I’ve spent the last week or so sailing, with limited access to emails and the internet, so I haven’t really been in close touch with what the markets have been doing - and, more importantly perhaps, I haven’t been able to get up to speed with the Olympics. But as I sat clutching the tiller, I did start to wonder about whether the trend towards the fragmentation of the market would last. I’m certainly not a denizen of the hipster enclaves of East London (Shoreditch, Clerkenwell, Dalston - or am I already out of date with those?), but the pop-up restaurants largely pioneered there seem to be spreading - to Brighton, anyway, if not yet Tunbridge Wells…it seems to be a well-set trend.
Will we see the same trend for small-scale, less bureaucratic outfits continuing in the metals business? While the number of LME Ring members may have declined to an all-time low of nine, at the same time there has been an increase in what we used to call I/Bs. I say used to call, because I suspect that now something like boutique brokerages would be a name more resonant of the times. It’s not too difficult to see why. As the big battalions switch more and more to an electronic-based business, it would be only natural for the senior (read, older) generation to feel that their lifetime of personal contact and customer knowledge is being usurped by the onward march of the clicking mouse. So how best to exploit the value of that knowledge and experience? Simply take the file of contacts and persuade them that they are better served by a person than a mouse and set up your own shop. It’s been a popular move in recent times, and the signs are that it has been a successful one, by and large. Those whom I know to have followed this course seem to have settled into a comfortable niche business.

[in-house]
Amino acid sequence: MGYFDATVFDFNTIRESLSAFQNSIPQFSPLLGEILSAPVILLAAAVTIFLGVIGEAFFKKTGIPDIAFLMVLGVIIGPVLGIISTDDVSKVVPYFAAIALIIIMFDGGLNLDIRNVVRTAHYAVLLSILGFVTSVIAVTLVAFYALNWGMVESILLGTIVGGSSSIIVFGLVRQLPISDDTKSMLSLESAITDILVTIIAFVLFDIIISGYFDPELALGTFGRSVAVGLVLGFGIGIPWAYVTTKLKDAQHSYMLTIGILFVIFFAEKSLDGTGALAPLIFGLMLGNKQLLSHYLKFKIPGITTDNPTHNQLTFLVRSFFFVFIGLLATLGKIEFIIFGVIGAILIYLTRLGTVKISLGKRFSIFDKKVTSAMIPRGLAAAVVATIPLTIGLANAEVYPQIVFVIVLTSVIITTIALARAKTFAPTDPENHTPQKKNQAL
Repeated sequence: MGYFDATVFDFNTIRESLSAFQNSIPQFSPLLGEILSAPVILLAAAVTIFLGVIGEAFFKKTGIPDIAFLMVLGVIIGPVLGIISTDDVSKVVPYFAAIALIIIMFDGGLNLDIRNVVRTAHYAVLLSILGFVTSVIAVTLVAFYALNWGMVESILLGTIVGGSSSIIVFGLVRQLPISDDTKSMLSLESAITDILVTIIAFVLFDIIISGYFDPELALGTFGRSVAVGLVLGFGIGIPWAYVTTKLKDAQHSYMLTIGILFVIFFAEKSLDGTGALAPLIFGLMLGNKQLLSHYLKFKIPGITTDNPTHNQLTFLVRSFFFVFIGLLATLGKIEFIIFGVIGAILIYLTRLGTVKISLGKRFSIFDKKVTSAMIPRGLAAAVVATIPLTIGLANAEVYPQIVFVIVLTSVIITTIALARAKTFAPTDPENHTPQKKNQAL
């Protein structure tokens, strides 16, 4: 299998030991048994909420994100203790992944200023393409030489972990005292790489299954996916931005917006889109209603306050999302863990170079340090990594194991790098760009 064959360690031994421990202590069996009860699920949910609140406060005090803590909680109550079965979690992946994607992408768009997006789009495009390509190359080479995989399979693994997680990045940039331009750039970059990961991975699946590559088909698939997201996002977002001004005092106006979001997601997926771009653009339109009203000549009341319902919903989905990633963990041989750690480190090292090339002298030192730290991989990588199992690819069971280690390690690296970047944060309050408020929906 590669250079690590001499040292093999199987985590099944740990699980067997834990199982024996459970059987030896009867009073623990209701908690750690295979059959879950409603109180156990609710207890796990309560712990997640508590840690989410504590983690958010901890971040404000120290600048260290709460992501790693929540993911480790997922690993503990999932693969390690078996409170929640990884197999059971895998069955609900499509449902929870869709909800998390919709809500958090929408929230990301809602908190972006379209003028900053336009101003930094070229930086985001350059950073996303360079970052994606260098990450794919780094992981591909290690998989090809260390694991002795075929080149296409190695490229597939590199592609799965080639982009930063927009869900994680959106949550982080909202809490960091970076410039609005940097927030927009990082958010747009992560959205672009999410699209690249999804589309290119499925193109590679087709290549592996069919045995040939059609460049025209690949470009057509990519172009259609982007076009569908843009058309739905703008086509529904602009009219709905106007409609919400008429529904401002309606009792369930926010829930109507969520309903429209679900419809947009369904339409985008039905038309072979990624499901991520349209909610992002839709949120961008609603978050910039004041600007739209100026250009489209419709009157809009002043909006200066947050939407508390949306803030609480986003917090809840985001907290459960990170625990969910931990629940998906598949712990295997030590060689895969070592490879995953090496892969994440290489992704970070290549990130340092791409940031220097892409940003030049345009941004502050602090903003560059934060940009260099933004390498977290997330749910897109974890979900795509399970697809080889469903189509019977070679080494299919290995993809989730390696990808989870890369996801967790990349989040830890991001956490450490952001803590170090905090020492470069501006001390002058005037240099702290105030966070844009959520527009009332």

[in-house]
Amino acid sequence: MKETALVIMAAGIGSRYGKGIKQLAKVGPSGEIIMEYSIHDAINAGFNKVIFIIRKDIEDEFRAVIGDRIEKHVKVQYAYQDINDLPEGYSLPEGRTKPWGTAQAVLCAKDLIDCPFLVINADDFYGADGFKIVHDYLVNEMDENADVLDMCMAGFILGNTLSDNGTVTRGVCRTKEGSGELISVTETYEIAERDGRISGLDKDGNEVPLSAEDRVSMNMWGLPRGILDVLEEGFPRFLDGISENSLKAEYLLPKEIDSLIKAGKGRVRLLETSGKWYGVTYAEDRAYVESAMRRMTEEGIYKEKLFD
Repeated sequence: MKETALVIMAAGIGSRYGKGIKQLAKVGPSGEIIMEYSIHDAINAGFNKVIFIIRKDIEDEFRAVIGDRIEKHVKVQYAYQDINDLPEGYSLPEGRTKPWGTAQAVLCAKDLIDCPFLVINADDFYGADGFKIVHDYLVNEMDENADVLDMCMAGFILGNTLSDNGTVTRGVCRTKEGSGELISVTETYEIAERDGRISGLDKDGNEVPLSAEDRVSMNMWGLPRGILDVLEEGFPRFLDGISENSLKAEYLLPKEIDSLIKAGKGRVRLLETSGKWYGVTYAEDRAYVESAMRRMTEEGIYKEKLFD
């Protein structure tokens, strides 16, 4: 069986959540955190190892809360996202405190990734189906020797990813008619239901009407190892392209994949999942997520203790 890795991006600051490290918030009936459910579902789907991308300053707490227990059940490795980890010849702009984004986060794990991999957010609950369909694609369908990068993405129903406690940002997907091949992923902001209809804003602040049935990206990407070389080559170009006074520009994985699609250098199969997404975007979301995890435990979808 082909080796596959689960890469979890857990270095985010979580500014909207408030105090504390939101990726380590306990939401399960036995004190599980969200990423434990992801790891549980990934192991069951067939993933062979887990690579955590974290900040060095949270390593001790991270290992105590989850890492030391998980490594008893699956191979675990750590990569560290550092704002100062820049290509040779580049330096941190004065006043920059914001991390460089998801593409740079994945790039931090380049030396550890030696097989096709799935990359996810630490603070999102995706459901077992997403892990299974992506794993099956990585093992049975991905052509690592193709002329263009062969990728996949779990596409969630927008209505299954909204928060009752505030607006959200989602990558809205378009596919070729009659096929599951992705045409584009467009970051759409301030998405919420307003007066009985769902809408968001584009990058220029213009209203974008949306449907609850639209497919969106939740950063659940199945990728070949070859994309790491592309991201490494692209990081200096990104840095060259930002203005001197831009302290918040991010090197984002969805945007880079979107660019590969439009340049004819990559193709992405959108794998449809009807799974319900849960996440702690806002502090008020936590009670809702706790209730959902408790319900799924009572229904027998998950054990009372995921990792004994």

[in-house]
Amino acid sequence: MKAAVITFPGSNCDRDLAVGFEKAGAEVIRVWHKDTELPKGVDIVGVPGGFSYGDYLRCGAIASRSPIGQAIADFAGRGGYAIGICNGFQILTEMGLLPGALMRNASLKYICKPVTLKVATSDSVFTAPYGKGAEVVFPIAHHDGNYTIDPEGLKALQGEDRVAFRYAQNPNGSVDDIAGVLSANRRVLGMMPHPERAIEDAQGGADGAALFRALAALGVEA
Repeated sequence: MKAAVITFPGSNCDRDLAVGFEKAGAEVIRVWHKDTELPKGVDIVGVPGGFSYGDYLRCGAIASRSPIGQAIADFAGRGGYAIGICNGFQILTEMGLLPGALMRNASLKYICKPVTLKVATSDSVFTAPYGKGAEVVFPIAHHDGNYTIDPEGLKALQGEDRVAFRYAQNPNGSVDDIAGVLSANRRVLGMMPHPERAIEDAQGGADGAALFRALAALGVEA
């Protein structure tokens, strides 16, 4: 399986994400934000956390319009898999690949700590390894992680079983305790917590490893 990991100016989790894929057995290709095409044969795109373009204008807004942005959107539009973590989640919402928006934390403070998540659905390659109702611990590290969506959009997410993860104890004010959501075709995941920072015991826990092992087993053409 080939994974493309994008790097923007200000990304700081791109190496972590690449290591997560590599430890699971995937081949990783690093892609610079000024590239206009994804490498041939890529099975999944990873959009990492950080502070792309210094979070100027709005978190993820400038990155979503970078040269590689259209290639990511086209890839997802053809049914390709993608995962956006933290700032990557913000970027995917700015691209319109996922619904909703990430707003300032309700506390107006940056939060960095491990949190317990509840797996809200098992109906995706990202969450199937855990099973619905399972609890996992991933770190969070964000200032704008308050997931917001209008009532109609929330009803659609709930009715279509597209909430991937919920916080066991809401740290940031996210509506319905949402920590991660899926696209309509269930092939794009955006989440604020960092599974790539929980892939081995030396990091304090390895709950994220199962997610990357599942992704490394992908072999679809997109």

Will it last? That’s the interesting question. I have a feeling that it is generational on both sides - client and broker - and that as a new, younger set of traders move upwards in the client firms, so the mouse will re-assert its dominance. Personal relationships have been an important part of the LME business for a hundred and thirty-odd years; however, the increasing part played in all our lives by electronic communication suggests to me that, sad though it may be, by the time the next generation has fully taken over, it’s going to be past its time.
Is the same true of the physical business? Well, the first part, certainly. The move of senior traders away from the well-known names, to set up their own boutique shops is clear and unambiguous. As big, very well-financed operations have begun to wind down, for a variety of reasons mainly around flat economies and increasing regulation, the number of small traders relying mostly on outside finance has burgeoned. The difference between this move and the LME shift I’ve referred to above, though, is in the actual trade. The LME is becoming ever more homogenised, and that leads directly to the world of electronic operations. I still believe that where we are heading (in financial markets generally) is towards an artificial intelligence-driven world of electronic algorithmic trading. (Just to be very clear: that is not what I particularly want to see, but it is what I expect to see….). But in the physical market, there is not the same degree of homogeneity; there, traders are dealing with real metal, with each parcel’s specifics and differences.
So perhaps the two sides of the business are pointing towards different things. It may be a last hurrah for the broker boutiques, and the beginning of a path to growth for the independent physical traders.